The Mystery of the Silver Spider 1967
Ed Vebell (Cover) Harry Kane (Interior)
First year published
Random House

The Mystery of the Silver Spider is the 8th book in the Three Investigators series.

In this episode, the Three Investigators almost run into Prince Djaro with their car. Djaro is the soon to be prince of the fictional European state of Varania, a country which is still very conscious of old traditions and fashions (around the 17th to 19th century). They form an instant friendship with him. Soon afterwards, they are asked by the United States Secret Service to travel to Varania to keep an eye on Djaro; there are rumors and indications that Djaro is to be dethroned. An important role in the plot is played by the title's Silver Spider, a piece of jewelry which is the most treasured item of Varanian history (comparable to the English Crown Jewels).

Soon, the Investigators find themselves actively involved, as the conspirators—headed by Duke Stefan, an ambitious nobleman and interim ruler of Varania—attempt to frame them for stealing the Spider, and by implication sully the name of Prince Djaro and endanger his coronation. Djaro cannot be crowned unless he is wearing the Silver Spider around his neck. Stefan and his men have stolen the real Silver Spider and left an imitation in its place. Bob suffers amnesia in their subsequent flight, and the Silver Spider goes missing. The Three Investigators and a pair of Djaro loyalists hide out, while scheming to expose Stefan's plot and help Djaro to prevail.

Despite the fact that all seems hopeless, they finally prevail when Jupe recalls an important piece of Varanian history, which allows them to alert and rally Varania's loyal citizenry. The effort is wrapped up when Jupiter finds the Silver Spider as "nothing more than a spider", hidden ingeniously by Bob in a real spider's web.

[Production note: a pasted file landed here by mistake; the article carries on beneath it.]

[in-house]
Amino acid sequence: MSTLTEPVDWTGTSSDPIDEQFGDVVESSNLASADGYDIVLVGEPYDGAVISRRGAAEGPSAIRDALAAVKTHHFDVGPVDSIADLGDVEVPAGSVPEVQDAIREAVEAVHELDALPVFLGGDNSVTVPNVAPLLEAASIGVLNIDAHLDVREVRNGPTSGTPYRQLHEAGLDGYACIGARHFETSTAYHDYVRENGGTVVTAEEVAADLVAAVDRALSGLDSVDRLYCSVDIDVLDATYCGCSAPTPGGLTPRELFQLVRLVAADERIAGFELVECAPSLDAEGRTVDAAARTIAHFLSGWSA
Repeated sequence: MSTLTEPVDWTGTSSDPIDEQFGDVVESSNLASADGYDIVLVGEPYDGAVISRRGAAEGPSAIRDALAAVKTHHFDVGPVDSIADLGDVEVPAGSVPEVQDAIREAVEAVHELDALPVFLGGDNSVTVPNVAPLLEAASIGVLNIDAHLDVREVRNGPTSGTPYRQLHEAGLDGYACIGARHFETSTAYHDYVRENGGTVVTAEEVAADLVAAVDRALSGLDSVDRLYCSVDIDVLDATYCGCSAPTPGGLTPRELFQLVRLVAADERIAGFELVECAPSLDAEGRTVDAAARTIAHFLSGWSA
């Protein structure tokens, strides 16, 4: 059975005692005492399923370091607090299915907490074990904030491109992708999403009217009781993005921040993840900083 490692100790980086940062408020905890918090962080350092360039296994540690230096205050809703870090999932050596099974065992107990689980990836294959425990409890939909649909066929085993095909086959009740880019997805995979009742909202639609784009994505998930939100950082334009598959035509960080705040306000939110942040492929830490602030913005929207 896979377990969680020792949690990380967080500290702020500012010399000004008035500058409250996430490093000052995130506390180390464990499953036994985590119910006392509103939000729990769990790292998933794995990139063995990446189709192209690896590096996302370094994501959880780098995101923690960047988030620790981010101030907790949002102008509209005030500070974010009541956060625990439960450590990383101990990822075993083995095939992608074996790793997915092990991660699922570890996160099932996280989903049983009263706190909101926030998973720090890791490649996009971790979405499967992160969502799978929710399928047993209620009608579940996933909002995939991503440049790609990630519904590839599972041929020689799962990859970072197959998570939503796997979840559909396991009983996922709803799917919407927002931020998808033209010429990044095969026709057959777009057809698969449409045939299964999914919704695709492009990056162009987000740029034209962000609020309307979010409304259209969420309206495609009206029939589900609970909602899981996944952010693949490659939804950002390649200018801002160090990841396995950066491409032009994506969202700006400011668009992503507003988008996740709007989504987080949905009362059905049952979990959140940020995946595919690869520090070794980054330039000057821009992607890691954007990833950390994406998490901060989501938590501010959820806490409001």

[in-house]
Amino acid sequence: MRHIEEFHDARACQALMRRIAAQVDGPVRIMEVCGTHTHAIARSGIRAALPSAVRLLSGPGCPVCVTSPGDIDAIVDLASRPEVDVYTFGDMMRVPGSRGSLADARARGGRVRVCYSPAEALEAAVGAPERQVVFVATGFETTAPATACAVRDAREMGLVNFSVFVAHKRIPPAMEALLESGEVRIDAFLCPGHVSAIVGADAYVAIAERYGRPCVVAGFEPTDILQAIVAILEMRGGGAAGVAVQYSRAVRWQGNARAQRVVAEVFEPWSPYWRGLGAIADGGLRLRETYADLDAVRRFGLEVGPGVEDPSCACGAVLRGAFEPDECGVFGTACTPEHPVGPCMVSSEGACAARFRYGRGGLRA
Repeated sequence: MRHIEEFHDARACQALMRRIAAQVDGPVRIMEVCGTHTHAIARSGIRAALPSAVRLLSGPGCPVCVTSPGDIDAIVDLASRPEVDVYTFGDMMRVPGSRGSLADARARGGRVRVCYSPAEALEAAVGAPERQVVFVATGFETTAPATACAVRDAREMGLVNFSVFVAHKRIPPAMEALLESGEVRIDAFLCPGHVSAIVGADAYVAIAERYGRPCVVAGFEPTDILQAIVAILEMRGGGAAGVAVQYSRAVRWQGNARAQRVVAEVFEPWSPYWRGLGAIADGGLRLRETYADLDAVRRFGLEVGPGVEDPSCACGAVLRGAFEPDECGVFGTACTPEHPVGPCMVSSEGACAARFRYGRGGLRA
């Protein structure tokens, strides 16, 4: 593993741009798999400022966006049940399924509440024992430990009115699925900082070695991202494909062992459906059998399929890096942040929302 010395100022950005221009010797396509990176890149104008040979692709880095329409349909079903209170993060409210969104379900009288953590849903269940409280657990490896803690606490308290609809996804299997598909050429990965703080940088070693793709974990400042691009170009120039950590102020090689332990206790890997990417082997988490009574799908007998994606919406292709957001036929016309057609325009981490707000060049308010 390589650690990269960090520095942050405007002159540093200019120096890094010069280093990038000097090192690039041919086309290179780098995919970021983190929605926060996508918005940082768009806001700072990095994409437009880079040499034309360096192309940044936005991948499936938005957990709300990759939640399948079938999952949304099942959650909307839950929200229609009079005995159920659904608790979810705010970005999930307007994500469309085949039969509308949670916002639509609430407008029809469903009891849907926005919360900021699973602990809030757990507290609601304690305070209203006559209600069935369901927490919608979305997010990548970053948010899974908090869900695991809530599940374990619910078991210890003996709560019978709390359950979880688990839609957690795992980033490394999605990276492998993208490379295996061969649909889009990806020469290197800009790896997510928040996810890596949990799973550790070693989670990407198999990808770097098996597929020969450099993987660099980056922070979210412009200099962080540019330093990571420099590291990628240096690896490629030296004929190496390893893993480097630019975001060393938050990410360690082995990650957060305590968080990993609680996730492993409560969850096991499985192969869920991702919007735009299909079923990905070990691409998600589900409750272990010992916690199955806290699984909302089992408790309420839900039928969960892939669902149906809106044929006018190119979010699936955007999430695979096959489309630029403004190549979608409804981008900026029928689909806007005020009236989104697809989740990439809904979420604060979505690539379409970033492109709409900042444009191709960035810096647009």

• The German version (titled: Die drei ??? und die silberne Spinne) changes the story's background: the name of the Varanian characters are altered into Swedish; the adventure is set in a place called Magnusstad in Texas; the local traditions (also patterned after Sweden) are passed off as mere tourist attractions; and the historical facts which lead to the happy ending are changed accordingly, leading to logical background plot holes. The setting in a contemporary European state with a culture and feudal system as the one described in the book would have been completely implausible to European readers.
  • This story is the only time in the original series that the Three Investigators leave the United States. It would happen more often in the German series, most notably in a Trip of Europe, that spans the four books between Diamantenschmuggel (Diamond Smugglers) and Schatz im Bergsee (Mountain Lake Treasure).

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